All the above brands have mastered the neck design to offer a ‘nearly’ 100% watertight design that is very comfortable to wear and allows riders to fall in without getting wet. If A rider is SUPsurfing or swimming in a drysuit then this is where the latex or neoprene tight seal is worth looking into but for most of us, the above designs are just what we all needed.

  1. The Comfort Wee! and Zip Design
    Yes, we are going there! – The conversation on how to go to the toilet easily when wearing a dry suit?
    Men have definitely been better catered for in this department than the women, with quite a few drysuits having a waterproof zip across the front, great for the boys, but useless for the women.
    There is one absolutely amazing drysuit called the Mustang Survival – Women’s Helix CCS Gasket Dry Suit – This is a bit of a video on the product. Definitely more of an investment at £860 but has everything that is needed for long touring trips including a comfortable neck, sealed boots and a zip in the right place for the women (This product also has a different design for men’s comfort too).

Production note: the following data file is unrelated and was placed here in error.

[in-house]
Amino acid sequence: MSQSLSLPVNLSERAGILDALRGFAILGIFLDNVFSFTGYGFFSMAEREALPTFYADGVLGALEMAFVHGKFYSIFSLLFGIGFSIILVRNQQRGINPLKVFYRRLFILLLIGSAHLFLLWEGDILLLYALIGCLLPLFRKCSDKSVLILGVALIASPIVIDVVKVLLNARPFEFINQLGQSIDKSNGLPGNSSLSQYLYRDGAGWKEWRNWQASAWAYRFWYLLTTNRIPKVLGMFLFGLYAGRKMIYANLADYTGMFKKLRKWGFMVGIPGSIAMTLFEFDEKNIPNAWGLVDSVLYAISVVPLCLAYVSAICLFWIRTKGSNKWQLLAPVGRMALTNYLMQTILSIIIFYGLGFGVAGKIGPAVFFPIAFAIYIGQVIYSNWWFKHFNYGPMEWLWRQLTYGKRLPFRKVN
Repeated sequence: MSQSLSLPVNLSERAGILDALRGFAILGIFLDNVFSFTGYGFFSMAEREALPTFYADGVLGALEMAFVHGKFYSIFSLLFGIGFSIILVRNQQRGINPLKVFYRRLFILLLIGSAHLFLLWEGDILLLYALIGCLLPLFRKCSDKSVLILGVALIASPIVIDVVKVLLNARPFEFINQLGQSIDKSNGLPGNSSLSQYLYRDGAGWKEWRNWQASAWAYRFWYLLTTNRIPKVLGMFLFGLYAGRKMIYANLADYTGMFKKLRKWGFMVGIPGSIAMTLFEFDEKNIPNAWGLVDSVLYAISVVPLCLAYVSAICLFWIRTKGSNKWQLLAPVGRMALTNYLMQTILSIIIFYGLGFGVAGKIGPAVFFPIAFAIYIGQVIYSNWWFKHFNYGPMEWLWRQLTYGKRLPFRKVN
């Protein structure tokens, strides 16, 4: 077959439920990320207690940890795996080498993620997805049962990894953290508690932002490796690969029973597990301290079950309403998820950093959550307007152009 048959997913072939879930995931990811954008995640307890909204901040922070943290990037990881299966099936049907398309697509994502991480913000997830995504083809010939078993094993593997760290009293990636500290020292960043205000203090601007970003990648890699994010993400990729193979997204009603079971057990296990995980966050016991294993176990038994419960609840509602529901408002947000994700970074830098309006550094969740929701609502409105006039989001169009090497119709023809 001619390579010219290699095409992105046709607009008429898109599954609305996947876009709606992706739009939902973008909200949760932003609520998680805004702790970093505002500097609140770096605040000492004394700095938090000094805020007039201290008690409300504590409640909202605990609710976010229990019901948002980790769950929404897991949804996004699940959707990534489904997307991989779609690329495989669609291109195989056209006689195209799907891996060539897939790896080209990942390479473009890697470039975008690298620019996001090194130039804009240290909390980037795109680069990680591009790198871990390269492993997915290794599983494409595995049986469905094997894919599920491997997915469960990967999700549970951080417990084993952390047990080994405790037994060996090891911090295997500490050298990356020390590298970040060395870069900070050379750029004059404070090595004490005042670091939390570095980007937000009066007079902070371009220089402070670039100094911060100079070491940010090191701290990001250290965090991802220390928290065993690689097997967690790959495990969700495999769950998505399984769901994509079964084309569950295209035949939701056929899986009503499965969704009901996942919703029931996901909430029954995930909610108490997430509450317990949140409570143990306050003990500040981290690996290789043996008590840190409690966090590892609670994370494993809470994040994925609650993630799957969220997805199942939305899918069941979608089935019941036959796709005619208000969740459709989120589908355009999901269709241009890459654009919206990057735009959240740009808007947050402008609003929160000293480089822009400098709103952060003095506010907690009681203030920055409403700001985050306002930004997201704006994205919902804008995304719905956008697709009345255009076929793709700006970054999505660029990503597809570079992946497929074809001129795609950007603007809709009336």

If you need some guidance on specific drysuit needs just call Emma at SUP inflatables who has done a lot of work into finding specific drysuits for women (as well as men 🙂 )
    The other product that are great for men and women’s comfort that are a little bit more budget conscious is the Prolimit SUP suit, This suit has an easy-to-use waterproof zip running up the front so having a quick wee behind a bush is easy enough and the Yak 2 piece is also a good product too as its a jacket and trouser combination.